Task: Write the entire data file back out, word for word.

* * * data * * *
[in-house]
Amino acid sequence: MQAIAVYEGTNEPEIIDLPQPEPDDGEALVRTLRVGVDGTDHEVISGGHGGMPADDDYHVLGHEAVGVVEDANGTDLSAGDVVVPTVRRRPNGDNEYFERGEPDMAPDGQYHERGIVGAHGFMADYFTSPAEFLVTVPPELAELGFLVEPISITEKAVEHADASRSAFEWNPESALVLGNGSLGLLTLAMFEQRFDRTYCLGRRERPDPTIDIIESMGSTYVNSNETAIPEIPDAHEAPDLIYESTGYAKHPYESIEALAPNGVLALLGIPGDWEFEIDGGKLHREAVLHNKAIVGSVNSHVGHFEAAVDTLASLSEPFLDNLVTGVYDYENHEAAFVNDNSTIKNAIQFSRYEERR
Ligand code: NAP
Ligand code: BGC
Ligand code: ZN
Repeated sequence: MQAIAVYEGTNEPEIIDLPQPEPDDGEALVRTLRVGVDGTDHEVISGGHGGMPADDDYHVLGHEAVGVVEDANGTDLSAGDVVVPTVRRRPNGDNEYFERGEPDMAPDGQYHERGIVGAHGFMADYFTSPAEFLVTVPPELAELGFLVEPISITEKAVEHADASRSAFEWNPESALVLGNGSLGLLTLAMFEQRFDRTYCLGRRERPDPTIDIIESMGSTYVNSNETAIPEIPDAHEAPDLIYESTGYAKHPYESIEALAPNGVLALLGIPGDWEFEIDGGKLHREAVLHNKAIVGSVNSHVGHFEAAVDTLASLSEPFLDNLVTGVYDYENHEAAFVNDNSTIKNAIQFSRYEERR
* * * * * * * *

[in-house]
Amino acid sequence: MQAIAVYEGTNEPEIIDLPQPEPDDGEALVRTLRVGVDGTDHEVISGGHGGMPADDDYHVLGHEAVGVVEDANGTDLSAGDVVVPTVRRRPNGDNEYFERGEPDMAPDGQYHERGIVGAHGFMADYFTSPAEFLVTVPPELAELGFLVEPISITEKAVEHADASRSAFEWNPESALVLGNGSLGLLTLAMFEQRFDRTYCLGRRERPDPTIDIIESMGSTYVNSNETAIPEIPDAHEAPDLIYESTGYAKHPYESIEALAPNGVLALLGIPGDWEFEIDGGKLHREAVLHNKAIVGSVNSHVGHFEAAVDTLASLSEPFLDNLVTGVYDYENHEAAFVNDNSTIKNAIQFSRYEERR
Ligand code: NAP
Ligand code: BGC
Ligand code: ZN
Repeated sequence: MQAIAVYEGTNEPEIIDLPQPEPDDGEALVRTLRVGVDGTDHEVISGGHGGMPADDDYHVLGHEAVGVVEDANGTDLSAGDVVVPTVRRRPNGDNEYFERGEPDMAPDGQYHERGIVGAHGFMADYFTSPAEFLVTVPPELAELGFLVEPISITEKAVEHADASRSAFEWNPESALVLGNGSLGLLTLAMFEQRFDRTYCLGRRERPDPTIDIIESMGSTYVNSNETAIPEIPDAHEAPDLIYESTGYAKHPYESIEALAPNGVLALLGIPGDWEFEIDGGKLHREAVLHNKAIVGSVNSHVGHFEAAVDTLASLSEPFLDNLVTGVYDYENHEAAFVNDNSTIKNAIQFSRYEERR